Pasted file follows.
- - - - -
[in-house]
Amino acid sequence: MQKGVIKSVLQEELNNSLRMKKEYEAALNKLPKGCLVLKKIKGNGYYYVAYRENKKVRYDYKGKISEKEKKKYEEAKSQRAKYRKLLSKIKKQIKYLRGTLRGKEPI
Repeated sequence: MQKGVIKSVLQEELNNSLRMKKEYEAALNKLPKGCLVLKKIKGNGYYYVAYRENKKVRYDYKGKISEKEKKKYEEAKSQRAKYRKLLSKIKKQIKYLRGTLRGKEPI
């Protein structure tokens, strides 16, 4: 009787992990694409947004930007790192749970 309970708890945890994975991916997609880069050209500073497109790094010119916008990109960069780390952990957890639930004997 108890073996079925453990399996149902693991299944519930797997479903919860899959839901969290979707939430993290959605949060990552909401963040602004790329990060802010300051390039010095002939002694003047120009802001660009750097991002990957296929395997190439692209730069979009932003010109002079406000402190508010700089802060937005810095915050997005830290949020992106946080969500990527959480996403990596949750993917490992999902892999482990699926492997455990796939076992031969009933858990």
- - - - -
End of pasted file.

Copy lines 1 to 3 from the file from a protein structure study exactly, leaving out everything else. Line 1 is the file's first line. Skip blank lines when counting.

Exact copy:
[in-house]
Amino acid sequence: MQKGVIKSVLQEELNNSLRMKKEYEAALNKLPKGCLVLKKIKGNGYYYVAYRENKKVRYDYKGKISEKEKKKYEEAKSQRAKYRKLLSKIKKQIKYLRGTLRGKEPI
Repeated sequence: MQKGVIKSVLQEELNNSLRMKKEYEAALNKLPKGCLVLKKIKGNGYYYVAYRENKKVRYDYKGKISEKEKKKYEEAKSQRAKYRKLLSKIKKQIKYLRGTLRGKEPI